|Environmental Health Management after Natural Disasters (PAHO)|
Health sector representatives repeatedly have expressed their commitment to improving the environmental health conditions of the population they serve, as a vital part of the primary care approach that stresses prevention of disease over cure of avoidable illness. Despite long-standing recognition of the essential link between the environment in which people live and work and their enjoyment of good health, much progress has yet to be made in this regard. Gastroenteritis and diarrhea! diseases take a heavy toll in the region of the Americas, especially on infant life; and water-borne and water-related diseases are still major causes of morbidity and early mortality.
The importance of environmental health was underscored by an extraordinary session of the United Nations General Assembly, which in 1980 declared the decade ending in 1990 as the International Drinking Water Supply and Sanitation Decade. Providing healthful environmental conditions for an expanding, increasingly urbanized population is a task that cannot be accomplished by the health sector alone. It requires the commitment of governments to a broad intersectoral approach-including education and housing-within the framework of economic and social development plans.
Yet it falls upon the health sector to provide leadership in determining environmental health needs and planning and executing measures to meet them. PAHO has developed a comprehensive plan of action for health strategies in the region of the Americas. High priority is given to the provision of drinking water and basic sanitation services. In the spirit of the International Drinking Water Supply and Sanitation Decade, PAHO's Member Governments have set 1990 as the target date to "provide safe drinking water and adequate sanitation services to the greatest possible number of inhabitants." Within the overall strategy of achieving Health for All by the Year 200O, that year has been set as the date to extend this coverage to all persons.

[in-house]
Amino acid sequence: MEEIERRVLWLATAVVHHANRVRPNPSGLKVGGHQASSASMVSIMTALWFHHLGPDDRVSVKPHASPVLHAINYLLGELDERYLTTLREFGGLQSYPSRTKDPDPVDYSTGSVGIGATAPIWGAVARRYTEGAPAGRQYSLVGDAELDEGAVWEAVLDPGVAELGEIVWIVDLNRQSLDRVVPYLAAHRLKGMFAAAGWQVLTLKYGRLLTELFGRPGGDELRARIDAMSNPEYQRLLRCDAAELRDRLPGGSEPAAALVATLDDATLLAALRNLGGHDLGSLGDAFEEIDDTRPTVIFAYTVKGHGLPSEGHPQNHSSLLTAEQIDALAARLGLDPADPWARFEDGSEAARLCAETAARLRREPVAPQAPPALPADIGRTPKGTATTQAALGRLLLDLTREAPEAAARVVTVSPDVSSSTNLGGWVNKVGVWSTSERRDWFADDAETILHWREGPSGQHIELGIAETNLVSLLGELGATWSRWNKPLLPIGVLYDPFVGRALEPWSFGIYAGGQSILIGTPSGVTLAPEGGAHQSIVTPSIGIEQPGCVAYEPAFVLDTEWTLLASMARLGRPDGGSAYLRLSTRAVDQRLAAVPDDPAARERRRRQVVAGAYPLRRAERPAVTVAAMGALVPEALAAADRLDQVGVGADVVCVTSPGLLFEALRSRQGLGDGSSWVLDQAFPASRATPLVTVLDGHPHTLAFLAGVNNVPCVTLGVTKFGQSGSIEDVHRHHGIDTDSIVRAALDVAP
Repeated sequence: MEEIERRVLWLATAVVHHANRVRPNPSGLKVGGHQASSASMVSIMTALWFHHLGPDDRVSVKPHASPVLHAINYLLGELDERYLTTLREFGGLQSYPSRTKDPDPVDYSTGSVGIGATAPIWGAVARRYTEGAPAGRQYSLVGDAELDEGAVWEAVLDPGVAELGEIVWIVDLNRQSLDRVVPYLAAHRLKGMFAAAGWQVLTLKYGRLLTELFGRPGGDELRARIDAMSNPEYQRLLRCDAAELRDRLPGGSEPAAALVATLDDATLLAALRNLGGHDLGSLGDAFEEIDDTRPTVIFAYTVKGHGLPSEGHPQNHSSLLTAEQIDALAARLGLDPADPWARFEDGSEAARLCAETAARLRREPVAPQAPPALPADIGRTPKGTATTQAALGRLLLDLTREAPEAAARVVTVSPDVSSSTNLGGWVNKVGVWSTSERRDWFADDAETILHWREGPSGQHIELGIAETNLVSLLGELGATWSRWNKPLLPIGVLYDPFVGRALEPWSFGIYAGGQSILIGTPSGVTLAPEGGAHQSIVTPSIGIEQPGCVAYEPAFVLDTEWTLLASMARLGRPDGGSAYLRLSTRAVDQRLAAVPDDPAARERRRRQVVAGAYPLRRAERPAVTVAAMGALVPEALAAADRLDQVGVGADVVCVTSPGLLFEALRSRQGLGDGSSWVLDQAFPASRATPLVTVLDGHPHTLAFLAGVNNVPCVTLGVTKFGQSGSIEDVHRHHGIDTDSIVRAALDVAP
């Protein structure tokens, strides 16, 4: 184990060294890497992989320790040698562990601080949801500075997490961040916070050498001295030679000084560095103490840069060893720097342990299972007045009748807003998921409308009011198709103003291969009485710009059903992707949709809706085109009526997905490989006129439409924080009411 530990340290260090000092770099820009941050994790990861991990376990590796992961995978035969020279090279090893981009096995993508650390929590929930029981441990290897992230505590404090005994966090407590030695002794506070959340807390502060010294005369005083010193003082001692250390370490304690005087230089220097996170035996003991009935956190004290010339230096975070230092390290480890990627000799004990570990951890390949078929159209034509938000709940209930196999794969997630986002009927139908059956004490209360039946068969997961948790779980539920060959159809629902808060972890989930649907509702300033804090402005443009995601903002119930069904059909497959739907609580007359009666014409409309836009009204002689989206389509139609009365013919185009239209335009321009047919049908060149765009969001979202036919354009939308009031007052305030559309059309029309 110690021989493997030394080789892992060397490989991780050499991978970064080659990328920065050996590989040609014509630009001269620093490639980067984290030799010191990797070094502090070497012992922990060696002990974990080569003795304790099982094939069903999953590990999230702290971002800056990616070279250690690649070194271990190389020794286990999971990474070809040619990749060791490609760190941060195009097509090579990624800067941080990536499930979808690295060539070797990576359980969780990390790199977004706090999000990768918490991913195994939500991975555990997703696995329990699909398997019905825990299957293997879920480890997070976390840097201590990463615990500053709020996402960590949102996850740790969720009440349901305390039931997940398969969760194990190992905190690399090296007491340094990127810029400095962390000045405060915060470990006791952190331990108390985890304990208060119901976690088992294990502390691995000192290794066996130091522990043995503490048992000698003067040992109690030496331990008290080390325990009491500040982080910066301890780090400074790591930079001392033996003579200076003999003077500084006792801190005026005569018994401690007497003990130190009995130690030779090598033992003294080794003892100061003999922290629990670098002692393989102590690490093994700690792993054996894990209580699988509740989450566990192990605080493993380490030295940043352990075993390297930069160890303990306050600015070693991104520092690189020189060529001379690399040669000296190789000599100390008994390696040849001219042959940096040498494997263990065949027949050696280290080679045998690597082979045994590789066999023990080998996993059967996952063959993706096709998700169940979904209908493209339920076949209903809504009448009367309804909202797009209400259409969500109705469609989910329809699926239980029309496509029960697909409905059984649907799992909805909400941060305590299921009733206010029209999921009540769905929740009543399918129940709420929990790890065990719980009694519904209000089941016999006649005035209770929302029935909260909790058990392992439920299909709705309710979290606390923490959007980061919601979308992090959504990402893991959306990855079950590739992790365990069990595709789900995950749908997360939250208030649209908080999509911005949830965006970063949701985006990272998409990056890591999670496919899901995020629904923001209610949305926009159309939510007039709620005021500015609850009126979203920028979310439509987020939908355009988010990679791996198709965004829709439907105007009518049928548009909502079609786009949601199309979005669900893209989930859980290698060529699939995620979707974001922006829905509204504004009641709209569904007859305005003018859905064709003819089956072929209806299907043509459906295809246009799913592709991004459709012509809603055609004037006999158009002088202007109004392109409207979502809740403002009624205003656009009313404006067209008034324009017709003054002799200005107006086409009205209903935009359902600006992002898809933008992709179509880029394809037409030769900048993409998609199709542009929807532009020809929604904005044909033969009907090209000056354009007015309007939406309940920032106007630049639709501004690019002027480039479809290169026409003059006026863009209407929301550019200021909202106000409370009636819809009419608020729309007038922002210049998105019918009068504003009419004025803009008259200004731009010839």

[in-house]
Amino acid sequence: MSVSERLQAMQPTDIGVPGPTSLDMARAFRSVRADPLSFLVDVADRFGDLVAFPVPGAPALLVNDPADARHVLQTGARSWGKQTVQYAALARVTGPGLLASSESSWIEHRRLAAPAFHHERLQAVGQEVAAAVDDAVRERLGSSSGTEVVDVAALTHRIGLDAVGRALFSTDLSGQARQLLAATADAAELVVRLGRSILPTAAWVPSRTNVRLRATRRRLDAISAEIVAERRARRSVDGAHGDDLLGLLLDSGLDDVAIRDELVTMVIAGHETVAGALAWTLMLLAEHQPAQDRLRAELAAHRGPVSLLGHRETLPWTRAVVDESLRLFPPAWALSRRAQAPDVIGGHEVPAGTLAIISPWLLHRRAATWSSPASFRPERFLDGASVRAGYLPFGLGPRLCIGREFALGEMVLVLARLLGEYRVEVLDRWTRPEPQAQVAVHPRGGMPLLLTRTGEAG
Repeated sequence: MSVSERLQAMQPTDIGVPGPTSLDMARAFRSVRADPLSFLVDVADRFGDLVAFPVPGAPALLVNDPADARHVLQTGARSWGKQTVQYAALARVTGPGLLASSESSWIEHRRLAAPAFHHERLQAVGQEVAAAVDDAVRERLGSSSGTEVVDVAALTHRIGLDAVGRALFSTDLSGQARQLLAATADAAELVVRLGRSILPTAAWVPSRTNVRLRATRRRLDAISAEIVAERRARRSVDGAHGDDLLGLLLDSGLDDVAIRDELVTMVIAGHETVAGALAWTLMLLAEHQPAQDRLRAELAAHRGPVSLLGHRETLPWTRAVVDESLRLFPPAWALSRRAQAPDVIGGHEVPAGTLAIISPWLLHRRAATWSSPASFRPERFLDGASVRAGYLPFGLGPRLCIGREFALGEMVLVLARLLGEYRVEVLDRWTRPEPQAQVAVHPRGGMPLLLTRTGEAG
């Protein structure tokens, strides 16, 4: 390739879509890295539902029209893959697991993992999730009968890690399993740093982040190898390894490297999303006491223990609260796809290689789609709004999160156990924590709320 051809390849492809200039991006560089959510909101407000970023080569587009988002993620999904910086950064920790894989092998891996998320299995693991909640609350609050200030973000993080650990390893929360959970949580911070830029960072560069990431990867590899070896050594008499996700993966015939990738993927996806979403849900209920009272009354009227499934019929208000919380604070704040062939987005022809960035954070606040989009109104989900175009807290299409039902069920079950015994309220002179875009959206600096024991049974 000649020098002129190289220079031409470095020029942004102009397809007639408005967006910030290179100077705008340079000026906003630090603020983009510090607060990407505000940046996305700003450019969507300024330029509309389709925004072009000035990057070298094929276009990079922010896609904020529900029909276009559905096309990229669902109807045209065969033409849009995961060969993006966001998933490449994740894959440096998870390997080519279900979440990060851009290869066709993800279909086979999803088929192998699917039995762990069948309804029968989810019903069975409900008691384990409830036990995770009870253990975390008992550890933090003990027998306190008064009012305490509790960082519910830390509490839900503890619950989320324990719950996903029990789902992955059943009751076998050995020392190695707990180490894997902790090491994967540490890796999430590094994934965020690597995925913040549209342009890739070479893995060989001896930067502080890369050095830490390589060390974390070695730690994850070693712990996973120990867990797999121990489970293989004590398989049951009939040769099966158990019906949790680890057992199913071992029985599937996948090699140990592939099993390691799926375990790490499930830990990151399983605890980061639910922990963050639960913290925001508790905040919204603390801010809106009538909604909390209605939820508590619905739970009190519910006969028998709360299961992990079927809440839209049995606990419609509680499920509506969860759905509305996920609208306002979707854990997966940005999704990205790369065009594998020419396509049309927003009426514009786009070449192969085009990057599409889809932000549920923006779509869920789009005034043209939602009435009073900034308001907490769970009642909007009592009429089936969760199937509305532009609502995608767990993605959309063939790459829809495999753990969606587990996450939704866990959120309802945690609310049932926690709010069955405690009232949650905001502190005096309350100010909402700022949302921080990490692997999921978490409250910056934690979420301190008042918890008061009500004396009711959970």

Natural disasters, to which many countries in the region of the Americas are prone, can seriously jeopardize progress made in the area of environmental health. Physical disruption of infrastructure and services is aggravated by the displacement of large sectors of the population. The consequent alteration in their daily environment has potentially hazardous health consequences. Too often, it has been necessary to spend scarce resources on emergency measures just to reestablish previously existing environmental health services. Progress in such circumstances is severely hampered.
The series of manuals on disaster preparedness being issued by the Pan American Health Organization is designed to respond to the call from member countries to "disseminate the appropriate guidelines and manuals" in order to assist health workers in the Americas in developing disaster preparedness plans and training the necessary human resources. Given the suddenness of their occurrence and the importance of speedy measures to prevent potential morbidity and mortality, natural disasters demand that a nation use appropriate technology and its own human resources during the immediate emergency. Dependence on outside resources can create a time lag that may have serious consequences for the health and well-being of the affected population.
This manual is intended to provide a framework to assist planners in the health and other sectors to incorporate in their action strategies measures to protect the population from the deleterious effects of natural disasters. If not taken into account ahead of time, disasters may wreak unnecessary havoc with environmental health services that were established at tremendous cost where resources are scarce. This will occur even in areas where clean water and adequate sanitary facilities have existed for a long enough time to be taken for granted. The manual also addresses measures that should be taken once a disaster strikes to diminish its long-term effects on the health of the population and to speed up the recovery process.
If the potential effects of natural disasters are considered and provided for in advance, serious health aftereffects may be averted, costly repairs may be reduced, and progress toward Health for All by the Year 2000 may be maintained despite adverse natural circumstances.
Héctor R. Acuña, M.D.,